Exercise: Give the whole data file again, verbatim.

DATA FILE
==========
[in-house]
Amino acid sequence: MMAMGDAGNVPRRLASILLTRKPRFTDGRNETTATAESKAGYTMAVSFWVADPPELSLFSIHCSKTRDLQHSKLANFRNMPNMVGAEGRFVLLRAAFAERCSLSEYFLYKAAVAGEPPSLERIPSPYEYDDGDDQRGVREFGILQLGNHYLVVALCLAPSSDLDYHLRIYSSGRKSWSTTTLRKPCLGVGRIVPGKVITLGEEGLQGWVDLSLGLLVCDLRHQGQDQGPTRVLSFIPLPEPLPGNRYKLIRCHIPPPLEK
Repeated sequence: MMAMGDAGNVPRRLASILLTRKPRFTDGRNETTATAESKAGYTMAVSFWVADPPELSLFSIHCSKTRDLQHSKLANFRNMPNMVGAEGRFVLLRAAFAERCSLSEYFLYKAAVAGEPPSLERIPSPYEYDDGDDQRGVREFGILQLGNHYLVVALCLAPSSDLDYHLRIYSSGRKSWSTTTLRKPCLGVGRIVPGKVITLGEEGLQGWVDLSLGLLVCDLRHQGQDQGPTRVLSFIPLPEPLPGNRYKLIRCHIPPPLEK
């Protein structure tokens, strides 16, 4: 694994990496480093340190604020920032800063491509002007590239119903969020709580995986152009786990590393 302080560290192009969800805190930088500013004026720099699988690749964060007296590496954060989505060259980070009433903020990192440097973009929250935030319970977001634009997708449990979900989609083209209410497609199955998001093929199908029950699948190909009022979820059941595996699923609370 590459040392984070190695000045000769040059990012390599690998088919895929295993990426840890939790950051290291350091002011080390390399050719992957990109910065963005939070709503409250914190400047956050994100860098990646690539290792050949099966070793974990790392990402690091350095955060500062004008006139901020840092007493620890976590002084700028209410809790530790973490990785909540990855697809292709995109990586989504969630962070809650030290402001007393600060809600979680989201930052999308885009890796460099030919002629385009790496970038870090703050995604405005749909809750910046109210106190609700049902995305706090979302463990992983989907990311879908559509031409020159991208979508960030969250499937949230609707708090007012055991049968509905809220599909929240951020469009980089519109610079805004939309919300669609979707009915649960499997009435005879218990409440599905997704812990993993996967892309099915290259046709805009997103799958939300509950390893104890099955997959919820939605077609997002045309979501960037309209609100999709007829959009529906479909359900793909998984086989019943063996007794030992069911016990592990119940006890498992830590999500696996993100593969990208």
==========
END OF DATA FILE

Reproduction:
[in-house]
Amino acid sequence: MMAMGDAGNVPRRLASILLTRKPRFTDGRNETTATAESKAGYTMAVSFWVADPPELSLFSIHCSKTRDLQHSKLANFRNMPNMVGAEGRFVLLRAAFAERCSLSEYFLYKAAVAGEPPSLERIPSPYEYDDGDDQRGVREFGILQLGNHYLVVALCLAPSSDLDYHLRIYSSGRKSWSTTTLRKPCLGVGRIVPGKVITLGEEGLQGWVDLSLGLLVCDLRHQGQDQGPTRVLSFIPLPEPLPGNRYKLIRCHIPPPLEK
Repeated sequence: MMAMGDAGNVPRRLASILLTRKPRFTDGRNETTATAESKAGYTMAVSFWVADPPELSLFSIHCSKTRDLQHSKLANFRNMPNMVGAEGRFVLLRAAFAERCSLSEYFLYKAAVAGEPPSLERIPSPYEYDDGDDQRGVREFGILQLGNHYLVVALCLAPSSDLDYHLRIYSSGRKSWSTTTLRKPCLGVGRIVPGKVITLGEEGLQGWVDLSLGLLVCDLRHQGQDQGPTRVLSFIPLPEPLPGNRYKLIRCHIPPPLEK
């Protein structure tokens, strides 16, 4: 694994990496480093340190604020920032800063491509002007590239119903969020709580995986152009786990590393 302080560290192009969800805190930088500013004026720099699988690749964060007296590496954060989505060259980070009433903020990192440097973009929250935030319970977001634009997708449990979900989609083209209410497609199955998001093929199908029950699948190909009022979820059941595996699923609370 590459040392984070190695000045000769040059990012390599690998088919895929295993990426840890939790950051290291350091002011080390390399050719992957990109910065963005939070709503409250914190400047956050994100860098990646690539290792050949099966070793974990790392990402690091350095955060500062004008006139901020840092007493620890976590002084700028209410809790530790973490990785909540990855697809292709995109990586989504969630962070809650030290402001007393600060809600979680989201930052999308885009890796460099030919002629385009790496970038870090703050995604405005749909809750910046109210106190609700049902995305706090979302463990992983989907990311879908559509031409020159991208979508960030969250499937949230609707708090007012055991049968509905809220599909929240951020469009980089519109610079805004939309919300669609979707009915649960499997009435005879218990409440599905997704812990993993996967892309099915290259046709805009997103799958939300509950390893104890099955997959919820939605077609997002045309979501960037309209609100999709007829959009529906479909359900793909998984086989019943063996007794030992069911016990592990119940006890498992830590999500696996993100593969990208």